It’s a commonly repeated truism that romantic partners fight most often about work-life balance and money; so it’s no surprise that discussions about these interconnected issues can be fraught with anxiety. But those conversations don’thave to be so difficult. In fact, they can be opportunities to connect deeply around shared values and to appreciate complementary differences.Here’s how to start.Talk About Values1) Set aside some time when you can be really present for each other, and you won’t be distracted by kids, housemates, or screens.2) Take turns listening and speaking. Speakers answer each question thoroughly. Listeners don’t share reactions to what the speaking partner is saying. Instead, they repeat back what was said, and then ask “did I get that right?” Once that is done, listeners ask the speaking partner “is there anything else?” Then you move on to the next question.3) Once the speaking partner has answered each question, the listening partner takes a moment to write down what was said and then the roles shift.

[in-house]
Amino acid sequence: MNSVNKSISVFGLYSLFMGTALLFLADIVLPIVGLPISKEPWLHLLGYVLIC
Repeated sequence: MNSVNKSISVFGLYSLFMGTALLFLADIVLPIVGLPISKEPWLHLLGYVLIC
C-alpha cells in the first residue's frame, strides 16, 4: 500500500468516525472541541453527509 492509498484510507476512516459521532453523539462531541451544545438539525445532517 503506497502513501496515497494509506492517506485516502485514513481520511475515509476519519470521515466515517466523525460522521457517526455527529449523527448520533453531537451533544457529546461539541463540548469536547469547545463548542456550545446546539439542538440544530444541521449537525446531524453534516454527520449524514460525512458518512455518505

Take turns listening and speaking around these questions:• What does money mean to you? Safety? Status? Opportunity? Something else?• How much is enough when it comes to our goals and how will we know when we have it?• What is the most important thing to spend money on? What is the least important?• What are your expectations about each other’s career success and how that will contribute financially to the household?• What do you think I expect from you in terms of career success and financial contribution?• What tradeoffs and sacrifices are we prepared to make in order to take work opportunities that might bring in more money? Which tradeoffs and sacrifices would take things too far?• How was money managed when you were growing up? How does this impact how you view money now?• If you have children (or plan to have them): How much money is “enough” to raise a child on?Check InOnce you’re done having this conversation, check in with each other. How are each of you feeling? Agitated? Relieved? If you’re amped up or feeling anxious, take some time to do something separately that will let you each wind down and process what you heard.Review Commonalities and DifferencesTake out each of your notes and look through them. Find the common themes and the outliers. Try not to judge priorities as right or wrong, focus only on where you are similar and different.PrioritizeStart with the things you agree on easily. Rank those things in order of priority. Then move on to the things you disagree about.Each of you should be prepared to compromise on a couple of things that you value differently. For example, you might be willing to put off that expensive vacation, but in exchange your partner will prioritize getting a new sofa.If there’s an area where you absolutely cannot agree, then align on a certain percentage of each of your incomes that you get to use as discretionary cash with no judgments.Align Expenditures to ValuesOnce you have your agreed upon priorities, look at your income and fixed expenses. Then, based on the shared values you just discussed, figure out how much to save each month. Divide up the remainder of the monthly income based on the values you just prioritized.Guess What?You just made a budget! You did it with compassion and kindness for your partner’s needs and balanced those things with your own needs!Good job!